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FACTA is Breaking the Barrier Between the IRS and FFI’s

09.09.13 written by

For years, U.S. banks and brokerages (“banks”) have reported to the IRS interest, dividends, and gains and losses of U.S. taxpayer account holders. The IRS cross-references what the banks report against amounts reported by the taxpayer on his Form 1040 Schedules B and D to verify the proper reporting of investment earnings and other income. Foreign financial institutions (FFIs), however, previously had no reporting requirements to the IRS—thus creating a wall between the IRS and the FFI—and leaving the IRS without the ability to make a similar verification of foreign account earnings. As a result, the IRS has begun implementing provisions of the Foreign Account Tax Compliance Act (FATCA), which imposes certain reporting requirements on FFIs and, secondly, requires U.S. individual taxpayers with reportable foreign assets to file Form 8938 with each annual income tax return.  

FATCA was enacted in 2010 for the purpose of preventing tax evasion by U.S. taxpayers who hold offshore accounts and other reportable foreign assets. Earlier this year, the Treasury Department released final FATCA regulations that instruct FFIs on how to satisfy FATCA’s requirements. In general, FATCA requires U.S. financial institutions to withhold, in some instances, a 30 percent withholding tax on payments made to FFIs, which have not entered into intergovernmental agreements (IGAs) with the IRS to report information on their U.S. clients. Accordingly, no withholding tax is due on payments in an IGA country— a  feature that has made the agreements appealing to foreign jurisdictions.

The Treasury Department has delayed enforcement of the FATCA requirements concerning FFIs and their obligations until July 1, 2014. This delay is partially the result of the increased interest by other countries wanting to enter into IGAs. Several countries including Spain, Mexico, Switzerland, Ireland, Denmark, Norway, United Kingdom, and the Cayman Islands have already signed IGAs. FFIs in these countries are now obligated to identify and report their U.S. taxpayer accounts. Notably, Switzerland has taken additional measures and entered into an agreement with the U.S. Department of Justice to allow eligible Swiss banks to pay penalties and disclose U.S. taxpayer-owned account information in order to avoid U.S. criminal prosecution for their roles in helping tax underreporting by U.S. taxpayers.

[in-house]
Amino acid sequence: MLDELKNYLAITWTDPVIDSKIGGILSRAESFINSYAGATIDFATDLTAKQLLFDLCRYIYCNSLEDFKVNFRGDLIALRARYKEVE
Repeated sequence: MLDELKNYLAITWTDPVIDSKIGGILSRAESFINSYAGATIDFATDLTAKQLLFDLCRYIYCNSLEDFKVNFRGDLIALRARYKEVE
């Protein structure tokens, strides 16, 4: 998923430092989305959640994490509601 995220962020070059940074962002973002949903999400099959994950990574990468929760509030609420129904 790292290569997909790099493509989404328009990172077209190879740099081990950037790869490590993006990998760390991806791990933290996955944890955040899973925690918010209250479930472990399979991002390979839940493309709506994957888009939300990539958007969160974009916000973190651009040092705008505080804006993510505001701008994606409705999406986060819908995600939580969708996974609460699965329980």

The implementation of FATCA and the investigations of foreign accounts follows a long line of efforts by the IRS to encourage U.S. taxpayers to disclose their foreign income and assets. In 2006, 2009, 2011, and 2012, the IRS offered the offshore voluntary disclosure programs (OVDPs) that provided taxpayers with undisclosed foreign assets or income an opportunity to report and pay tax on previously unreported income, pay monetary penalties of varying amounts—depending on the applicable OVDP year—and obtain IRS’s agreement against criminal prosecution. KWGD attorneys David J. Lewis and Kristen L. Fitchko have helped many taxpayers both in and outside of Ohio with this disclosure process. The 2012 OVDP is still available, but the IRS cautions that this program could end at any time. These recent developments with FATCA and the OVDP are an undeniable sign of increasing tax transparency with the IRS goal of obtaining third-party reports about U.S. taxpayers who own foreign assets. Recently, Attorney Lewis was asked to review this trend of global compliance and reporting, and summarize his findings in a presentation for the Knowledge Congress Webcast Series. Attorney Lewis collaborated with Attorney Fitchko to create the PowerPoint provided below, which offers additional insight into the Form 8938 reporting requirements and the IRS’s efforts to gather more information about offshore accounts. U.S. individual taxpayers began filing Form 8938 with their 2011 income tax returns and the FFI delay mentioned above does not apply to Form 8938. But, U.S. entities do not yet have to file Form 8938, although that could change at any time.

We encourage you to view the PowerPoint and contact us with any issues or concerns you may have regarding FATCA, Form 8938, OVDP, or any foreign asset reporting issue. Attorney Lewis can be reached as follows: Attorney David J. Lewis 50 South Main St., Akron, Ohio 44308 ph: 330-436-5300  fx: 330-535-4809.

We hope you find the PowerPoint of interest and help. Thank you.